When a little girl plays dress up in her mommy's wardrobe, we think it's cute. When she piles on the sparkly necklaces and bracelets, we understand that she is role-playing and experimenting with mommy's stuff. But when she puts these jewels into her mouth, we are likely to say, "no, honey, jewelry doesn't go in your mouth."
Well, it turns out, that may be true for large strings of pearls and toddler girls...but putting jewelry in your mouth is becoming more... fashionable? Better known as grills (or grillz), this mouth jewelry consists of metal plated covers or caps for the teeth, which can be encrusted with precious stones. We've seen their popularity pop lately with dental bling by celebrities from Olympic swimmer Ryan Lochte and his American flag grill to Rihanna and her now-famous gold AK-47 oral ornament. Of course, of late, we've also spotted Madonna, Nelly, and Kim Kardashian with their mouth bling. And let's not forget to mention Katy Perry at the recent VMA show with a grill that spelled "ROAR," the name of her new hit single.
When did this all start? As far back as ancient times. Apparently, rich Mayans drilled pieces of jade into their teeth. In modern times, the trend began to rise in the 1980's with hip hop and rap artists sporting the look thanks to New Yorker Eddie Plein, owner of Eddie's Gold Teeth. He outfitted the likes of Flavor Fav, Big Daddy Kane, and Kool G. Rap. The next wave of popularity came with the rise of the "Dirty South" rappers in the 2000s, and their paradigmatic 2005 single "Grillz" by Nelly, Paul Wall, Big Gipp, and Ali. Rapper Paul Wall has since gone on to found his own grill business, with clients like Kanye West and Miley Cyrus. Grills can be made of gold, platinum, or silver and include precious gemstones, the most popular of which are white or colored diamonds.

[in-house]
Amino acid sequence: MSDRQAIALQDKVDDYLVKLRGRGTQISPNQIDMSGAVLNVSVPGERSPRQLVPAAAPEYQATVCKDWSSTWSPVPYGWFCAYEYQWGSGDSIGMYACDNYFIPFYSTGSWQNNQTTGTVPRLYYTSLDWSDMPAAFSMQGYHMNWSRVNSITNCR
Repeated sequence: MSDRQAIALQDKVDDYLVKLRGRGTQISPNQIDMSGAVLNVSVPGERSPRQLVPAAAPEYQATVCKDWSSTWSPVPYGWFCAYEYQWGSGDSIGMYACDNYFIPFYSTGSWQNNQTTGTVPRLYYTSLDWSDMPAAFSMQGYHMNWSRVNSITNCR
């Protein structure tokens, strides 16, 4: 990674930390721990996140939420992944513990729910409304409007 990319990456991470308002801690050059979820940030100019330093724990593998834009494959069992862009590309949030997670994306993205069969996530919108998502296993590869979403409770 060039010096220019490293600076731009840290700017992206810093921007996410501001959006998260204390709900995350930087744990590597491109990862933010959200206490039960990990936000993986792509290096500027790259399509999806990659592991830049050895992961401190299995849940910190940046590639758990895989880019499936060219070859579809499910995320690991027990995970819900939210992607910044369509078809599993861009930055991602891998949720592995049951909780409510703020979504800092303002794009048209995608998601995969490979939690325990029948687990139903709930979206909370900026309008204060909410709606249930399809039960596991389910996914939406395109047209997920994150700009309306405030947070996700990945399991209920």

And the trend only seems to be getting hotter. The designer of Madonna's gold grill, Albert Levy, told the NY Daily News, "Just this year in the summertime, I think Miley's the one that did it. We've been doing it [selling grills] for all the younger generation, all the girls." Paul Wall also insists that "All the fly girls are getting them now." And according to Wall, his website "Grills by Paul Wall" receives 150 requests a day. Prices range from about $150 to thousands of dollars, depending on size and material and whether it's a custom job.
Now hold on just a minute here, folks. Taking beautiful diamonds (or even just gold) and putting them on your teeth is at best a ridiculous waste of a stunning rock and at worst a horribly grotesque look akin to turning braces into jewelry or looking like the baddie in an action film a la Bane from the last Batman movie or the infamous James Bond henchman Jaws.
And while I definitely can't do anything to stop the likes of Miley and Nelly from blinging out their mouths, I would at least like to try to influence the newest targeted audience of this trend: teenage girls. Listen, "fly girls," if it's diamonds you're after, save your money and when you do buy them, wear them in a classy, dignified way that won't ruin your teeth or make you look like a monster. And speaking of ruining your teeth, the American Dental Association, after warning of all the potential dangers of wearing grills, strongly recommends, "Grills might be trendy at the moment, but 'pearly whites' will never go out of style." I couldn't agree more.
And seriously, people, how would you like to kiss someone with a grill?